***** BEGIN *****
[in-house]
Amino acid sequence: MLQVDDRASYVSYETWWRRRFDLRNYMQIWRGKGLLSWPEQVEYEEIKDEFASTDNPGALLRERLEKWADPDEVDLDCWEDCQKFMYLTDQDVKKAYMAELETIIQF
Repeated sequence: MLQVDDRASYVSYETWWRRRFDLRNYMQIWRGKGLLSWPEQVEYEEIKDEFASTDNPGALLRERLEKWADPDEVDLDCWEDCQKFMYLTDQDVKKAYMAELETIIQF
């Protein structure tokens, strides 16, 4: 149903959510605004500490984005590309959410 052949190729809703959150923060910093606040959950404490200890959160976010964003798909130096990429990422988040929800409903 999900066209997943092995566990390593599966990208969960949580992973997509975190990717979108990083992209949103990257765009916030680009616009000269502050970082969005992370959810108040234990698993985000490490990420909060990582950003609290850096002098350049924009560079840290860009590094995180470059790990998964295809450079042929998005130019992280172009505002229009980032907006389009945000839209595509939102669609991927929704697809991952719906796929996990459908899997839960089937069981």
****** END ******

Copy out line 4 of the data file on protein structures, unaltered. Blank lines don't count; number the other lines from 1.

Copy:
């Protein structure tokens, strides 16, 4: 149903959510605004500490984005590309959410 052949190729809703959150923060910093606040959950404490200890959160976010964003798909130096990429990422988040929800409903 999900066209997943092995566990390593599966990208969960949580992973997509975190990717979108990083992209949103990257765009916030680009616009000269502050970082969005992370959810108040234990698993985000490490990420909060990582950003609290850096002098350049924009560079840290860009590094995180470059790990998964295809450079042929998005130019992280172009505002229009980032907006389009945000839209595509939102669609991927929704697809991952719906796929996990459908899997839960089937069981």